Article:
Next, reach out to the recruiters at the firms you declined offers with. Thank them for the opportunity. You don’t want to burn bridges and may want to work for that company someday, so be thankful and professional in your declination. There is no need to make up elaborate lies when declining an offer; recruiters at firms in the same industry know each other and talk frequently!

To better understand the job offer process in the accounting industry, I had a conversation with Scott McQuillan, National Campus Recruiting Leader for the Audit and Tax Practices at Deloitte. McQuillan is responsible for recruitment strategy and operations for thousands of full-time and intern new hires annually and has 15 years of experience in recruiting at Deloitte. McQuillan summarizes his role at Deloitte as “finding the best talent to serve the best clients.” McQuillan has a network of campus recruiters at colleges and universities around the country. He describes the role of the recruiter as building relationships with students that often last for several years during their academic tenure. The recruiters try to determine if the students are a good fit for Deloitte and help the students determine if Deloitte is a good fit for them. To ensure that the job offer process goes smoothly, McQuillan’s team coordinates with the accounting departments and career service offices at each university.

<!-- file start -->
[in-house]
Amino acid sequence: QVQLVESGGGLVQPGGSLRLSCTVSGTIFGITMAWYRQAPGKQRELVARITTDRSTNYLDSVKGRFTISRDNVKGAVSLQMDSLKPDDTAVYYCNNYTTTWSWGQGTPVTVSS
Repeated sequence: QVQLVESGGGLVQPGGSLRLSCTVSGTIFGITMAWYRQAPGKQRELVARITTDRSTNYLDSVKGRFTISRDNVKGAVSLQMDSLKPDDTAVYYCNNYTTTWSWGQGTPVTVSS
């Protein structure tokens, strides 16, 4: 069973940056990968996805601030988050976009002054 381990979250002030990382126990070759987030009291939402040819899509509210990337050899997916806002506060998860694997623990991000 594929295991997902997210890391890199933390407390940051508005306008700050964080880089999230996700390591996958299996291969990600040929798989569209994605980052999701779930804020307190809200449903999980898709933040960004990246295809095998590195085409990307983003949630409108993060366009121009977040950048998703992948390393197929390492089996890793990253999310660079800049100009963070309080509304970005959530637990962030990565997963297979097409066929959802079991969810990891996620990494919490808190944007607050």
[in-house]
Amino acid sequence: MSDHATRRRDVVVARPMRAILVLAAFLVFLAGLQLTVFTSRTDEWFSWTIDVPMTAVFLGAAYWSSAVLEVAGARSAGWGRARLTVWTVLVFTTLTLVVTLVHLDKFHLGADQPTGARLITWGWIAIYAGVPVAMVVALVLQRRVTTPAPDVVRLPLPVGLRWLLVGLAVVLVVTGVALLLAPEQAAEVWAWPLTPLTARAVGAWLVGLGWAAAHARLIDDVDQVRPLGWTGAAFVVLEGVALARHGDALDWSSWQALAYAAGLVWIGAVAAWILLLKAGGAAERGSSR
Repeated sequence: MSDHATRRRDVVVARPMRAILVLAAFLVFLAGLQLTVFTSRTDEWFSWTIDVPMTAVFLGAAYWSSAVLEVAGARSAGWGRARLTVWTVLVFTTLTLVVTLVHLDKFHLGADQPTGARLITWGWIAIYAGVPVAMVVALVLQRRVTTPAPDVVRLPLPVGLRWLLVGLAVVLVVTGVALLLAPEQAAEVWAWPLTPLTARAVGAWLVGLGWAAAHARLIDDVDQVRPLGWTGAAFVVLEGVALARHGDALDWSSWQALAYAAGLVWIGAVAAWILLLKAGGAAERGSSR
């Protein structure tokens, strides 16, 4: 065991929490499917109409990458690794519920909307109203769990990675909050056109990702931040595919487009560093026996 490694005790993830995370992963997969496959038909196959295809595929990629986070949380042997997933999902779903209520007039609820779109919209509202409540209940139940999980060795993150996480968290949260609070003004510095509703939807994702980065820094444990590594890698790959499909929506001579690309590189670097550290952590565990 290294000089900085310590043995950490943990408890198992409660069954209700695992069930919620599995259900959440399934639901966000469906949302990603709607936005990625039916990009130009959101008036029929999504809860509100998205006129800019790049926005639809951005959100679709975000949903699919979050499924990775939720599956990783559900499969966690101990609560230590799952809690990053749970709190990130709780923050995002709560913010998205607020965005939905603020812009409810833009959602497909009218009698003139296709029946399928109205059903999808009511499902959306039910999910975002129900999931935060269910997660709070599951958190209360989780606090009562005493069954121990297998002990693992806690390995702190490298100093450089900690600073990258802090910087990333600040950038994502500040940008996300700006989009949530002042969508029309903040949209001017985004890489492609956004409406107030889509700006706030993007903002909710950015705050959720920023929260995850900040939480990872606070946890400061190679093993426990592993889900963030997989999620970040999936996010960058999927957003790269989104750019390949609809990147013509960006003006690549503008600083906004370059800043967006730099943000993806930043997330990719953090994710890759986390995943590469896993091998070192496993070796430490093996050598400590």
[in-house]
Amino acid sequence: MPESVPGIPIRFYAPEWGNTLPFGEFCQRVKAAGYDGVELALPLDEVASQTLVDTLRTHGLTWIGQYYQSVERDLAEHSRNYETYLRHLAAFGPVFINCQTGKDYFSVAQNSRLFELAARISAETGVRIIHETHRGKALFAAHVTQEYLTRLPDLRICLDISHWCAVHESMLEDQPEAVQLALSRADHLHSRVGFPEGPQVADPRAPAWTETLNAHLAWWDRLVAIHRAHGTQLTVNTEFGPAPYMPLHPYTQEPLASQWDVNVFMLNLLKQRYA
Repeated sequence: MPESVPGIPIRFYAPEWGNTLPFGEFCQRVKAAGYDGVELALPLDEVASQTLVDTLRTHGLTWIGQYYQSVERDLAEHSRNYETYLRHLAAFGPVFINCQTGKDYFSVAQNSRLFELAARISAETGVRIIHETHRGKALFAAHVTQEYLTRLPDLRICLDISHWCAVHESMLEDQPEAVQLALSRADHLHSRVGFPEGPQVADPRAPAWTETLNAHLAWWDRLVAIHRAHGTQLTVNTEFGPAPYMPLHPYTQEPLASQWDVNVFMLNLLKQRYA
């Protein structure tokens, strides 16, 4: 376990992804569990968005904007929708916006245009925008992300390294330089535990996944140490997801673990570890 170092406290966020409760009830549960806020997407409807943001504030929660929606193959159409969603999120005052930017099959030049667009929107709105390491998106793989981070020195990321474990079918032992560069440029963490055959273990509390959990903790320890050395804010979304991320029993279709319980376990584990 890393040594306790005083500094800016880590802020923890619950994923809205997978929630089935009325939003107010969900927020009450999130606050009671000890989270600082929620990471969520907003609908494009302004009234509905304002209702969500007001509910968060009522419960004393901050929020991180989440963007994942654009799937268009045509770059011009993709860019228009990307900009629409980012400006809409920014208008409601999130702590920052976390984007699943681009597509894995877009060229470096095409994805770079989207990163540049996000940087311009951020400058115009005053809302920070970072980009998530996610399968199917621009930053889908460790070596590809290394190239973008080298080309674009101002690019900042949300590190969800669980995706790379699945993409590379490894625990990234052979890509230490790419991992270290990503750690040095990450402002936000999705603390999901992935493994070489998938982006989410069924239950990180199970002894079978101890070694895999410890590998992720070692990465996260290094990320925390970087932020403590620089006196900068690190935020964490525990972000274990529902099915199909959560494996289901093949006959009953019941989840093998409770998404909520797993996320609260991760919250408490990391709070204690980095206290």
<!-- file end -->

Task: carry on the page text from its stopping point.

For all of the hard work and dedication that McQuillan and his team of recruiters put in, they have certain expectations for students. According to McQuillan, planning is crucial in the process, “It’s like a class. You study and prepare, so be prepared for the interviews and job offer process; be an active participant.” McQuillan suggests that students do their homework about the profession they are interested in. Do thorough research about the firms and career paths you are interested in. It is important to know your likes and dislikes when considering a future career path. When conducting career research, McQuillan says that some of the best resources are professors, alumni and accounting professionals. Deloitte offers extensive programs on college campuses that provide educational experiences for students to better understand career options in the accounting profession. Such programs are a great opportunity to interact with employees and get a better grasp of which career paths may be right for you.